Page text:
One way is by contributing stock gifts to 501(c)(3) organizations that are helping in the relief efforts. Donating appreciated stock can be a great tax strategy. That’s because when you donate shares of stock and other securities, you deduct the fair market value of the donated securities on your tax return and avoid paying taxes on the capital gain.
Let’s say you donate stock that you purchased for $1,000 and is now worth $5,000. By doing so, you will avoid paying capital gains tax on the $4,000 of appreciation and still get to deduct the FMV, or $5,000, of the stock. (Please don’t donate shares of stocks that have decreased in value. Instead, sell those shares, take the loss, and donate the net proceeds.)
If you donate property or goods other than cash, you may generally deduct the fair market value of the property. The rules relating to how to determine fair market value are discussed in Publication 561, Determining the Value of Donated Property. Don’t forget that the rules changed a few years back and you can only deduct goods that are in good condition or better. Please note that if you want to claim a deduction more than $5,000 for donated goods, make sure to get a written appraisal valuing the items being donated.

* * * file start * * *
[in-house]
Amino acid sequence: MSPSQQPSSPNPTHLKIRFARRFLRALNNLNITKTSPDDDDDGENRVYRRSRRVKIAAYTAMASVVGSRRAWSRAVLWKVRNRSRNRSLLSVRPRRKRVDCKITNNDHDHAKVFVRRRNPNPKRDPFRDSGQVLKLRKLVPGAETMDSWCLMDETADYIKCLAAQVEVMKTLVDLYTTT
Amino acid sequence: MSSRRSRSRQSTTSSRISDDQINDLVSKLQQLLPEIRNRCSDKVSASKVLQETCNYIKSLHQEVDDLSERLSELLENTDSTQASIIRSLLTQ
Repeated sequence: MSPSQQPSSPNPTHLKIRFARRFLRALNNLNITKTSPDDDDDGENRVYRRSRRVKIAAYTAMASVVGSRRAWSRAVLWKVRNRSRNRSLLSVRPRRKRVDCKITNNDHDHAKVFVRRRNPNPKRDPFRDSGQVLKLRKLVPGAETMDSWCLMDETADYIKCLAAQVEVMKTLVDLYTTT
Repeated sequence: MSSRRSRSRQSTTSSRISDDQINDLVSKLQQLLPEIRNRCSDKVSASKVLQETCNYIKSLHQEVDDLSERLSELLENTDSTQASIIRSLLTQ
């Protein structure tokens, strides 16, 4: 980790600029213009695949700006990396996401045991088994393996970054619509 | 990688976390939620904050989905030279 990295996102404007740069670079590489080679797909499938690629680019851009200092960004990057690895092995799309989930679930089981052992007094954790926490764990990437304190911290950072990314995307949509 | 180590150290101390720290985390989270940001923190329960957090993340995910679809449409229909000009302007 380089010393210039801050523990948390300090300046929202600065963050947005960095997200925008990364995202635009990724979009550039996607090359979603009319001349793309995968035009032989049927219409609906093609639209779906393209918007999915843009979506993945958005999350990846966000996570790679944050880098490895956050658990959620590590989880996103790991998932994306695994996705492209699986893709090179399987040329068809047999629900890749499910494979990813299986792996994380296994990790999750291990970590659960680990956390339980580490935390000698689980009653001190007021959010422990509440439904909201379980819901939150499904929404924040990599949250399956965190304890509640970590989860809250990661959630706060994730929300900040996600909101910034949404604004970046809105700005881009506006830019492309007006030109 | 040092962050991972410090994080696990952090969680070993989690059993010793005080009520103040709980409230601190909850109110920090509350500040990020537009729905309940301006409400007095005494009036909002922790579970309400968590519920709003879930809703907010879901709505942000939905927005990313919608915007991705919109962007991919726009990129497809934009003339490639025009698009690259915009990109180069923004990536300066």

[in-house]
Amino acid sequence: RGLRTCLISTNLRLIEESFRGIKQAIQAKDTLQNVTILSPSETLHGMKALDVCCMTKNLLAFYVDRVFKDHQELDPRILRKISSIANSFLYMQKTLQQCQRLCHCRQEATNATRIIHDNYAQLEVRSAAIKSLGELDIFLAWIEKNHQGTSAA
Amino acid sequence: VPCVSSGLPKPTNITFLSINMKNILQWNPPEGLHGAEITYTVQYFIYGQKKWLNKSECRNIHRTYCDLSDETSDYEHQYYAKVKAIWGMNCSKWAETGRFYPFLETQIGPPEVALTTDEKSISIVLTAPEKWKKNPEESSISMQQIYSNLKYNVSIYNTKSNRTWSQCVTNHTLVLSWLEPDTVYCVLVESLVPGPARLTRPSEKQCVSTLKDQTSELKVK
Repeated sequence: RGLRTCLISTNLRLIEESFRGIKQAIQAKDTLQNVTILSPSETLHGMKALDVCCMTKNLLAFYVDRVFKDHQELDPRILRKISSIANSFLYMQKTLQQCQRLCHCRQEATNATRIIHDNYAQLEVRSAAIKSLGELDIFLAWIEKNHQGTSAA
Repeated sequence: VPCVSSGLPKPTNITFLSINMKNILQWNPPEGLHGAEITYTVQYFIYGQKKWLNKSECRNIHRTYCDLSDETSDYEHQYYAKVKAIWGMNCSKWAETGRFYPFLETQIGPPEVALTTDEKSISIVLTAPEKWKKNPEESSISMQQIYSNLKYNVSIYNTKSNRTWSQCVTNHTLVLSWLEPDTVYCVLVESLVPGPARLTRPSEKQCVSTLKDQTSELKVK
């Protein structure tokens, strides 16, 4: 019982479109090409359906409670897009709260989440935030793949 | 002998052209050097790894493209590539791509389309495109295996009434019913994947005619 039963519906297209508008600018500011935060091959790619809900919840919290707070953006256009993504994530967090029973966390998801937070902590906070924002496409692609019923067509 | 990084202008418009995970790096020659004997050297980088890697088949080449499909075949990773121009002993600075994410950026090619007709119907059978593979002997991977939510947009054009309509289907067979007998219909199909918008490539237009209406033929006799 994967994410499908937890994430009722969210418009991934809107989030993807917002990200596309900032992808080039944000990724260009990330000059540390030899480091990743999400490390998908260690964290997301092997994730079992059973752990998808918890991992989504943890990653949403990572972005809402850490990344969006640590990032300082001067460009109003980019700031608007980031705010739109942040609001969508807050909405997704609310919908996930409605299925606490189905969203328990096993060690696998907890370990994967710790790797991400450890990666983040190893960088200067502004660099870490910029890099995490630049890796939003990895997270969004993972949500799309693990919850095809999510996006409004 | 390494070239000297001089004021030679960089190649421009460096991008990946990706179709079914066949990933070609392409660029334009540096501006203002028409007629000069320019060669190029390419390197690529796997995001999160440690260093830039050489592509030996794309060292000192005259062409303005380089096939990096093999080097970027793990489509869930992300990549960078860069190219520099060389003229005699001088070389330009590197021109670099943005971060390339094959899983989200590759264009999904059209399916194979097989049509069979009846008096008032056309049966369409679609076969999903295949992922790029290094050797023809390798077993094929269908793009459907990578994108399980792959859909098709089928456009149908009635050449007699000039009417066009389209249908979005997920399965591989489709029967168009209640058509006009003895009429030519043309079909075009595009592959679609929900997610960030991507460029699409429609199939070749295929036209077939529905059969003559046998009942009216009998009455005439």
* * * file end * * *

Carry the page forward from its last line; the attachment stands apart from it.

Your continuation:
As the recovery process from the hurricane damage will take time, charities will need support over the long haul. Thus, you may want to set up recurring donations or give later in the year. For taxes, keep in mind that contributions are deductible in the year made. Donations charged on a credit card by December 31, 2017 are deductible in 2017 even if the credit card bill isn’t paid until 2018.
How much can you donate and still get the full deduction? Donations of money are deductible up to 50% of your Adjusted Gross Income (AGI). Donations of securities are limited to 30% of AGI. Any excess amounts not allowed in the current year can be carried over and utilized during the subsequent five years.
Unfortunately, scam charities sometimes do pop up in the wake of a tragedy. The IRS offers a tool, EO Select Check, that you can use to make sure the charity in question is an exempt organization that is eligible to receive tax-deductible contributions.